A new article from the Colorado Arts and Sciences Magazine highlights groundbreaking research done on how we understand evolving cities. This research was conducted by Stefan Leyk and Johannes Uhl from the CU Population Center and Population Program. Previous research in this field understood that most cities in the U.S. have developed in the same way. However, the research conducted by Leyk and Uhl reveals a different perspective. Using novel spatial-temporal data created and published by their research group, they discovered a long history of urban size becoming increasingly independent of urban form, leading them to believe that cities are not all evolving in the same way. According to their analysis, urban size tends to move in a single direction whereas urban form can change depending on geography and topographic constraints. Stefan Leyk comments on this “We can learn so much more about our cities and urban development, if we know how to exploit these kinds of new data, and I think this really confirms our approach,” (Leyk).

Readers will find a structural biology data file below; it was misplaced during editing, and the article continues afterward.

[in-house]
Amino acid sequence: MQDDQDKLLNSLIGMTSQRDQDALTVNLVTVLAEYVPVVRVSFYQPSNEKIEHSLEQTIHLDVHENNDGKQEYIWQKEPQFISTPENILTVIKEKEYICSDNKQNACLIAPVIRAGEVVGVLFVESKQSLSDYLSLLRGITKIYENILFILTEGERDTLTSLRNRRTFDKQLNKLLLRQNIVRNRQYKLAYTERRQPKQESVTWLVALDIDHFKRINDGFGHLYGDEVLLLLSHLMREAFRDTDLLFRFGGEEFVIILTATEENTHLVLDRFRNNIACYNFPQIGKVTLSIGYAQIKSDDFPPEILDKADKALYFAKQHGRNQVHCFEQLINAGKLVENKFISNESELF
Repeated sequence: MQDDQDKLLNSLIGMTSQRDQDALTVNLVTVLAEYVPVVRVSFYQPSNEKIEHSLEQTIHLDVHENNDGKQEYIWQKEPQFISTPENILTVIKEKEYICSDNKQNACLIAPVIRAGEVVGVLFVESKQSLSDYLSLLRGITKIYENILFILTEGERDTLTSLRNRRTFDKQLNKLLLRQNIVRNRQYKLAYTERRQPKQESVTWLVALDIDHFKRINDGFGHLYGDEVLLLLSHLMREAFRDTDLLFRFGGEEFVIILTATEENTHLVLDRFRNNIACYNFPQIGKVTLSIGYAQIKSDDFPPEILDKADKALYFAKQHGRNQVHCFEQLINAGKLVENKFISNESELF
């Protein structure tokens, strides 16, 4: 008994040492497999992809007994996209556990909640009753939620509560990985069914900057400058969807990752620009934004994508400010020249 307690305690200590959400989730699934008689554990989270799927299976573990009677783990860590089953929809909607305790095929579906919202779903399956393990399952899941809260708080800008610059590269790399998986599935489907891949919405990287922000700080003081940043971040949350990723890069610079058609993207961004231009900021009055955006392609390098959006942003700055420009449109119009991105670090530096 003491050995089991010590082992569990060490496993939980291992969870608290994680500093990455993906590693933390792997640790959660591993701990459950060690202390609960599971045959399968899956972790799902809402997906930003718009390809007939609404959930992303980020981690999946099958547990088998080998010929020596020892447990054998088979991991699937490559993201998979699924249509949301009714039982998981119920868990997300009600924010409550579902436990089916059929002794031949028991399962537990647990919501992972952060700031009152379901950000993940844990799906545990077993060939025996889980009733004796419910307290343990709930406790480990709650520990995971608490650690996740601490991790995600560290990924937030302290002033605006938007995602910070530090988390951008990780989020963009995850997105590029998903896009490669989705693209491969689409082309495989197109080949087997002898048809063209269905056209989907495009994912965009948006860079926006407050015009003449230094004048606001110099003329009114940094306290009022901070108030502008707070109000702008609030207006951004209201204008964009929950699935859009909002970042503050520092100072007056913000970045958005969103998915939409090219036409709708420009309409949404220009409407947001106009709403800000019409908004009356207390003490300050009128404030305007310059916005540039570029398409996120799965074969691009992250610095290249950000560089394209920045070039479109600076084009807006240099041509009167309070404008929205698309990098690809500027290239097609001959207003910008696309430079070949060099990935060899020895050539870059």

They applied statistical methods and data mining algorithms to see what is the nature of long-term settlement development, particularly for metropolitan statistical areas, or highly urban geographic regions.“This long-term characterization of urban development is something that is really novel about that analysis because this could not be done prior to that because such data were just not available,” said Johannes Uhl.